A stone slab located on the pavement in front of Casa de Correos marks the starting point for all major radial roads in Spain, Kilometer Zero.
Plaza de Colón, Madrid
Featuring a giant statue of Christopher Colombus, this is one of the busiest plazas in Madrid. There are plenty of places to sit and relax in the square, and it offers beautiful views of the National Library of Madrid – the Biblioteca Nacional.
Near the end of the plaza is Spain’s giant national flag and the famous Jardines del Descubrimiento, the monument erected to honor Spain’s discovery of the Americas. The square is also home to the theater of Fernán Gómez Centro Cultural de la Villa, which has exhibition halls.
Designed by the architect Antonio Lamela and built in the 1970s, the square has two prominent towers called Torres de Colón (Columbus Towers). These iconic towers are visible from different points in the city.
Plaza de Maria Pita, A Coruña
Maria Pita, the plaza’s namesake, is A Coruña’s most famous resident and is known as the city’s savior. During a battle in the 16th century, Maria Pita helped protect the city’s locals.
The plaza showcases typical Galician architecture, and, on the northern side of the square, the City Hall of A Coruña stands in all its grandeur.
Walking through the plaza, you are given the impression that you are in a Royal court, enhanced by Town Hall and Palacio Municipal. The Palacio Municipal also has a clock museum and various meeting rooms. We’re sure you won’t want to miss visiting Plaza de Maria Pita!
Plaça Reial, Barcelona
When planning your Spain itinerary, don’t forget to add the Plaça Reial to your list. There is an elegant ambiance in the square, enhanced by streetlamps, the fountain, and palm trees. It is no wonder that Plaça Reial is one of Barcelona’s busiest places, especially at night.
This beloved square was built in the mid-19th century and was designed by Francesc Molina to build a monument to King Ferdinand VII. The monument was never erected, and instead, the fountain of Three Graces stands as the square’s main attraction.
Plaza del Dos de Mayo, Madrid
If you are a fan of Baroque architecture, Madrid’s Plaza del Dos de Mayo is just for you. The plaza is also a great place to visit for history lovers as it marks the day when the people of Madrid rebelled against the French troops occupying the city.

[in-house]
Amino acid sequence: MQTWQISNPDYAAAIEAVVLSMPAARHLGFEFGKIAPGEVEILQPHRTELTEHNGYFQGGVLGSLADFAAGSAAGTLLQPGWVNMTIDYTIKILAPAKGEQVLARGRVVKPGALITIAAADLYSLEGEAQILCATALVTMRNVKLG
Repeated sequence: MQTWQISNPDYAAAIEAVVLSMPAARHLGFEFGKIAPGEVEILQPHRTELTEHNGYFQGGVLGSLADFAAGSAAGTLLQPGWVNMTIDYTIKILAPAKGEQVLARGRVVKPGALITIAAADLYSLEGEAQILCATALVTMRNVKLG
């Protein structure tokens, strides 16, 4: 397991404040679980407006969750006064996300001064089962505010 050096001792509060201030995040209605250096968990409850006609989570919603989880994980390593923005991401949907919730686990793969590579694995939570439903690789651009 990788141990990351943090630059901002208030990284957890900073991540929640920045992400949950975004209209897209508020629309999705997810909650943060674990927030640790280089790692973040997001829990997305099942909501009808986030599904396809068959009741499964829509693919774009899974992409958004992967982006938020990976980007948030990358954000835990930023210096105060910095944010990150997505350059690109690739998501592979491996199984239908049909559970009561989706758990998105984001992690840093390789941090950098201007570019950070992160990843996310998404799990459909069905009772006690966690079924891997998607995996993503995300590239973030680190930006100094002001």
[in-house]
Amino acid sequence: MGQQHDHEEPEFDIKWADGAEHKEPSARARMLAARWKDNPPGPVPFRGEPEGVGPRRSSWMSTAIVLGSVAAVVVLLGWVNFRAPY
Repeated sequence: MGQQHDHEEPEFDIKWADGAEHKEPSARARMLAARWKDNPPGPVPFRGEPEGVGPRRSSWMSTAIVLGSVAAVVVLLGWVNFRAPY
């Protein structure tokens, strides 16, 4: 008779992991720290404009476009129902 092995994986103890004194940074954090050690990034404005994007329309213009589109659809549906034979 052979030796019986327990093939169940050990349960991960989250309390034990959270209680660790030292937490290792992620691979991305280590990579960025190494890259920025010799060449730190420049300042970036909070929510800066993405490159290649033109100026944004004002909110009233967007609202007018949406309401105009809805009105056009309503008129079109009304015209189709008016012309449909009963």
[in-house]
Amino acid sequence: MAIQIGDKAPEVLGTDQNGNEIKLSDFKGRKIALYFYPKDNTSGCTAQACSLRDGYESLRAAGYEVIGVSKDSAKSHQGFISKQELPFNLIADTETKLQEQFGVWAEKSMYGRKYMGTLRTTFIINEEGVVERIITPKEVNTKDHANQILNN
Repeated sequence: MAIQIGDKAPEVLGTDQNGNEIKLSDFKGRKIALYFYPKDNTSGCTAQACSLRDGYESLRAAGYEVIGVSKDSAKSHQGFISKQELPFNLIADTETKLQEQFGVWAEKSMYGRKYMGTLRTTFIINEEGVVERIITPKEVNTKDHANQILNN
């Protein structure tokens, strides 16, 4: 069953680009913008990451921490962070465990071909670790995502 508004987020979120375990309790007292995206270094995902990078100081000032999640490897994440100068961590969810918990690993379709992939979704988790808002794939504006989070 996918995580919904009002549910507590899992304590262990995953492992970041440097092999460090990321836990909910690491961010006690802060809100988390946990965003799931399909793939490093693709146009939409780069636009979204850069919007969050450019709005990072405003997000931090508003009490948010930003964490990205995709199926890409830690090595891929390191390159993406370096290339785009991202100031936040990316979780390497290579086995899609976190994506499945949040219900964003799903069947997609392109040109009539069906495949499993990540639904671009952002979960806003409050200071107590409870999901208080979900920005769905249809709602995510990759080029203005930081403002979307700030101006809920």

Every year, street parties celebrate this momentous occasion, but the square is worth visiting all year round. There are also play parks if you have children, a weekly market of crafts and vintage goods, and many places where you can grab a snack.
Plaza Alta, Badajoz
During medieval times, the plaza was originally a Moorish zoco (market). In the 15th century, the arches were added to assist with bullfighting, and currently, the square is undergoing restoration work. It is busiest during festivals like the Jazz and Classical Music festivals and Easter Week.
Although not the prettiest plaza on the list, it is an excellent place if you like to enjoy street musicians or want to revel in some Moorish architecture. The area is also surrounded by many cafes and restaurants, making it an excellent stop if you want a meal or some coffee.
Esta Es Una Plaza, Madrid
Esta Es Una Plaza is unique in that it is a community initiative designed to combat the lack of green spaces in Madrid. Since its creation in 2008, the plaza has been growing… literally! A group of dedicated locals ensures that it is well maintained.
This community-run space focuses on uplifting the people in the area and promoting unity between social groups, no matter your religion or nationality. The plaza has changed into a cultural hub that encourages the community to be more ecological, self-sufficient, and literate.
Although not as flashy and historical as the other plazas on our list, this plaza still understands the heart of what Spanish squares are meant to be: a place where people can socialize and come together as a community. This plaza is one to check out.
Final Thoughts on the Plazas in Spain
Visiting a Spanish plaza is an excellent idea to have a more relaxing day out in a Spanish country. They are also great if you love admiring Spanish architecture and delving a little deeper into its history.
Plazas are also a great way to meet new people, both locals and tourists, and find out about fun activities to do around the city. Some plazas even host festivals or markets during certain times in the year.
If you are traveling with your kids or want to cool down, why not check out our list of the best water parks in Spain?